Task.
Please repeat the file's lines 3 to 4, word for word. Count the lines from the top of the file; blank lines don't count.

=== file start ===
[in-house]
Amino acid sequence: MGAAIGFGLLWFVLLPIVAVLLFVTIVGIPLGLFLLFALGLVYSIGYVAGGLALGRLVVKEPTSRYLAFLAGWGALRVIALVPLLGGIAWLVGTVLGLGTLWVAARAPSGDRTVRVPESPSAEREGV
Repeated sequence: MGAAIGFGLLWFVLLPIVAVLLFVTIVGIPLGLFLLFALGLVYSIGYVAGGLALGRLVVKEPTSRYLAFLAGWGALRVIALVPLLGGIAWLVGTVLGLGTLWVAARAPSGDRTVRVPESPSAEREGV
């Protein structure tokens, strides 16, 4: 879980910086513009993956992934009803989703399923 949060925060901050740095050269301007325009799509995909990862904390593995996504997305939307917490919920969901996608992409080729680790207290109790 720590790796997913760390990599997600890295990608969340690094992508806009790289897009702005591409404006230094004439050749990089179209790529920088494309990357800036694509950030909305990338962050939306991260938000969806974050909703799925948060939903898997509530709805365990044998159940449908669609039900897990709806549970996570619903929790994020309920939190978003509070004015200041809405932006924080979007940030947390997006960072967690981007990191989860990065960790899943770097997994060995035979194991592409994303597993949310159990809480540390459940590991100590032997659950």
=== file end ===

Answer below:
Repeated sequence: MGAAIGFGLLWFVLLPIVAVLLFVTIVGIPLGLFLLFALGLVYSIGYVAGGLALGRLVVKEPTSRYLAFLAGWGALRVIALVPLLGGIAWLVGTVLGLGTLWVAARAPSGDRTVRVPESPSAEREGV
């Protein structure tokens, strides 16, 4: 879980910086513009993956992934009803989703399923 949060925060901050740095050269301007325009799509995909990862904390593995996504997305939307917490919920969901996608992409080729680790207290109790 720590790796997913760390990599997600890295990608969340690094992508806009790289897009702005591409404006230094004439050749990089179209790529920088494309990357800036694509950030909305990338962050939306991260938000969806974050909703799925948060939903898997509530709805365990044998159940449908669609039900897990709806549970996570619903929790994020309920939190978003509070004015200041809405932006924080979007940030947390997006960072967690981007990191989860990065960790899943770097997994060995035979194991592409994303597993949310159990809480540390459940590991100590032997659950």